GenerosityGifts That Give

With the “season of giving” in our midst, many of us are swept away in a whirlwind of holiday rituals and rhetoric. Around this time of year we plan for gatherings, prepare traditional meals and venture out on an enduring quest to find the perfect gift for friends and family members. This season serves as a time for reflection, a time for seeing the “big picture” and thinking about those in need. Read on for unique ways to combine your humanitarian and charitable intentions with your gift giving this season and year-round.
Heifer International
In lieu of shopping until the cows come home, why not help bring a cow to someone’s home? For more than 60 years, Heifer International has been providing livestock and agricultural training to communities throughout the world who struggle for reliable sources of food and income. Through the nonprofit’s “Most Important Gift Catalog in the World” that can be found online, individuals can gift a variety of items such as seedlings, honey bees, cows, sheep, llamas, water buffalo, goats, flocks of geese, chicks and ducks.

Once received, an animal will provide milk, eggs, wool or fertilizer – all of which can be sold to increase a household’s income. A single cow can produce up to four gallons of protein-rich milk every day. The milk provides children with nourishment and families with an income through the sale of its surplus. The fertilizer produced by the cow assists in the growth of crops. A healthy cow can birth a calf every year, which means that the gift of one cow could eventually help an entire community.

Heifer offers the option to gift a whole or a share of livestock and agricultural items with themes well-suited for various giving occasions. Whether you are looking to spend $10 USD or $10,000 USD, this is a unique way to give a gift that will help families who struggle with hunger and poverty throughout the world.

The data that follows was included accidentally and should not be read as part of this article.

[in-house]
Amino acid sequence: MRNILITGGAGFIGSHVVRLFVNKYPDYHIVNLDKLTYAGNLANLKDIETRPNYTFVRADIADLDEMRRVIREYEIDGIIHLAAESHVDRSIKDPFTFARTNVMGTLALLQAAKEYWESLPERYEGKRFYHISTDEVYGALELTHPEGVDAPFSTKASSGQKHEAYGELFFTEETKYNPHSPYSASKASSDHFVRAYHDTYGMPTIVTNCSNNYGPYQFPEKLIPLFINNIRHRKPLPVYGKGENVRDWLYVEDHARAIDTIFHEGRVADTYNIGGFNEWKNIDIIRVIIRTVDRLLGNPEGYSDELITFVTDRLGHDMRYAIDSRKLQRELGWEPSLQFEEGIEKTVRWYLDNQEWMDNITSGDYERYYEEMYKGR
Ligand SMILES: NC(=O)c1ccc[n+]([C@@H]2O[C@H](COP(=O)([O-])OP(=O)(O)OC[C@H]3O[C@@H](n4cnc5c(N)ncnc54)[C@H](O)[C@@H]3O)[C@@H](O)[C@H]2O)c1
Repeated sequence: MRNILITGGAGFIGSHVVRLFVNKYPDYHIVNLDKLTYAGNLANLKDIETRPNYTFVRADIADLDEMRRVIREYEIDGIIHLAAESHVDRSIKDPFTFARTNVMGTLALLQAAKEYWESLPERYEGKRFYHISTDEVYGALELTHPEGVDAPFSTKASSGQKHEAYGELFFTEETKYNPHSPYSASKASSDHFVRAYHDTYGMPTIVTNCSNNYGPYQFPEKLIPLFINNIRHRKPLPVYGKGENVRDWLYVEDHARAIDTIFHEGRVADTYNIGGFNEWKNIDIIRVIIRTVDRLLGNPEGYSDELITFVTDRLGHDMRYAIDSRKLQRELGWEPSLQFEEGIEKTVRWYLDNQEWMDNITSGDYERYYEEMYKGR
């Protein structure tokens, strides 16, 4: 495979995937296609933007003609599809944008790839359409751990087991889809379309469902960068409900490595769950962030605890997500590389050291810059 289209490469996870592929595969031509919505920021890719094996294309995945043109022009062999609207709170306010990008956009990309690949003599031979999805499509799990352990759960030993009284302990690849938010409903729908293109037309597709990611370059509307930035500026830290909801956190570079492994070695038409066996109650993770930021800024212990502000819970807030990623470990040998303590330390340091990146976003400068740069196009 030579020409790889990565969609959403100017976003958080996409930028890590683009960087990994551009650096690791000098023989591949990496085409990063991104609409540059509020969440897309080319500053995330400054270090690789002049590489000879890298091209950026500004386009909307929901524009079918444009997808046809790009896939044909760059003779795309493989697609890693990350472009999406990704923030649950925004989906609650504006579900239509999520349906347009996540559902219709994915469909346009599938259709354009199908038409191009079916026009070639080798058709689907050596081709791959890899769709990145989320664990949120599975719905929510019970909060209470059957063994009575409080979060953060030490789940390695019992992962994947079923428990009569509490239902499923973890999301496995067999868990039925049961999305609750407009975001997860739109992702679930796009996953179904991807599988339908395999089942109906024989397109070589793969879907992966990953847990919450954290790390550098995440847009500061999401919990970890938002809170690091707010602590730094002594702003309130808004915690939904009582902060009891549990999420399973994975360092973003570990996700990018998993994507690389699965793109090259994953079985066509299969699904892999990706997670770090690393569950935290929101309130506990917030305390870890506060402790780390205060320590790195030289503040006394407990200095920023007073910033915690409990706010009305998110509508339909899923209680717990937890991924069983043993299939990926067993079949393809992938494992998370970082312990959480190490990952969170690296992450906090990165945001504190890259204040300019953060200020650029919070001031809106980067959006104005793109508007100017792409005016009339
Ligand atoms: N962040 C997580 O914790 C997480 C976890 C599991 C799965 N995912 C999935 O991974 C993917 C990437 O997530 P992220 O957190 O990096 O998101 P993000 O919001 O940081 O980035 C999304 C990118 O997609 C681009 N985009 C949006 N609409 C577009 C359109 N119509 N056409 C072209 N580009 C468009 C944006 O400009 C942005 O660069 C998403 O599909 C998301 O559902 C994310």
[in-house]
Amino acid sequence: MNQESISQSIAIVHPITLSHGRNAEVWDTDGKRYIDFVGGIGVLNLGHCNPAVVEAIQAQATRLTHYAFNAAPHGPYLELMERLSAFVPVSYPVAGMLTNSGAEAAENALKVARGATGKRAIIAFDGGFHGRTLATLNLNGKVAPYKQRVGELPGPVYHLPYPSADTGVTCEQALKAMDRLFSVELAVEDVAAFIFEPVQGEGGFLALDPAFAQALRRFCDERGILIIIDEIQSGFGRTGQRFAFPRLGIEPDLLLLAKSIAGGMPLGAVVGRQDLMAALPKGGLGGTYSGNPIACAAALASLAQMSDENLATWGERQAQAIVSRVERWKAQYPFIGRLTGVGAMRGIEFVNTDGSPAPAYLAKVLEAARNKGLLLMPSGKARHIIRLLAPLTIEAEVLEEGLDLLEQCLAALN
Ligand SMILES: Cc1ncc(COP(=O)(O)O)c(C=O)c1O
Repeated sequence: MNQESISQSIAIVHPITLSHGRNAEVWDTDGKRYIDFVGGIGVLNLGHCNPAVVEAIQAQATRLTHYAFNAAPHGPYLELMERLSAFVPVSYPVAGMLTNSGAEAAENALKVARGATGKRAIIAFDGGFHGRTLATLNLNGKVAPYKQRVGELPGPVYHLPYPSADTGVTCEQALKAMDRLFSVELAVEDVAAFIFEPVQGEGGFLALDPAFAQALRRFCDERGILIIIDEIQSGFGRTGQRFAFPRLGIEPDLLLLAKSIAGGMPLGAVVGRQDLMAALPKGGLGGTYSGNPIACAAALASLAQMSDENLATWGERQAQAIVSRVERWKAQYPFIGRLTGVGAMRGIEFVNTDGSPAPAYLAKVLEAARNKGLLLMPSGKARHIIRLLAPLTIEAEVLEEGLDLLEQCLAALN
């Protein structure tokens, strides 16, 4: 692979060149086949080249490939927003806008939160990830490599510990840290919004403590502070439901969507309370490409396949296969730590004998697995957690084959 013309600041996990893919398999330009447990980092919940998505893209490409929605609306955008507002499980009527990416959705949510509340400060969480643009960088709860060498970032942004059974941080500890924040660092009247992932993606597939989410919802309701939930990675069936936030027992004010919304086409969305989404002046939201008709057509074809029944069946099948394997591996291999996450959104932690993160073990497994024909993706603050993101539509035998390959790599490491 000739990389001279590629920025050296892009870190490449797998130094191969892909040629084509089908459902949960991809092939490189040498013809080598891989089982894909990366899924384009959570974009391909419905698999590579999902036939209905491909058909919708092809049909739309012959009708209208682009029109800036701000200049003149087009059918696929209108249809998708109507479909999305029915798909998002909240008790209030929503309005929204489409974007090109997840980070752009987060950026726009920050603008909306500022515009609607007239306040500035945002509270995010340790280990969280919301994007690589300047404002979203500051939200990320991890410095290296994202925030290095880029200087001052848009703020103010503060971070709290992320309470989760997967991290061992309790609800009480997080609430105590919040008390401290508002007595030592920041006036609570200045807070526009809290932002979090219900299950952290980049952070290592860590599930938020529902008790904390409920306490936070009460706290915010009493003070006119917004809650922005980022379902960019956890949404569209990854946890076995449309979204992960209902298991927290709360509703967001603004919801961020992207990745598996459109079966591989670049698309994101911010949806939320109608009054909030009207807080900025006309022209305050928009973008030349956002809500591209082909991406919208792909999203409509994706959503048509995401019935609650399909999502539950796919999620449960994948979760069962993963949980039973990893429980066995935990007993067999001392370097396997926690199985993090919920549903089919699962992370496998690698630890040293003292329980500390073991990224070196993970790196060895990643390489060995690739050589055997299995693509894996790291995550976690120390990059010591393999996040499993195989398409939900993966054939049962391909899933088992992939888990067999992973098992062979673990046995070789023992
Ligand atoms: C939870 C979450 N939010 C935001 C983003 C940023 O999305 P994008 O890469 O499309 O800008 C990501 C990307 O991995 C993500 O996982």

Nothing but Nets
Peaceful slumber is something we all need. Night is a time to close our eyes, relax and drift slowly into the unconscious. However, in regions where malaria runs rampant, night proves to be an unsettling and dangerous time. Most mosquitoes carrying this potentially deadly infection bite humans between the hours of 10 p.m. and 4 a.m., leaving those asleep unknowingly vulnerable. Yet a simple and effective preventative measure can be taken to stop the spread of malaria: an insecticide-treated net that covers the beds of sleeping individuals.

Nothing But Nets is a campaign to save lives by delivering insecticide-treated bed nets to Africa to prevent the transmission of malaria. The campaign was inspired by Sports Illustrated columnist Rick Reilly and created by the United Nations Foundation in May 2006. Other campaign partners include the National Basketball Association’s NBA Cares, Sports Illustrated and the Women’s National Basketball Association. The Bill and Melinda Gates Foundation also matches individual donations dollar for dollar.

To date, the campaign has distributed more than 400,000 nets to families in Africa.

A Nigerian mother and her children sit next to the insecticide-treated net that protects them while they sleep. PhotoCourtesy of Mike Dubose, UMC-Nothing But Nets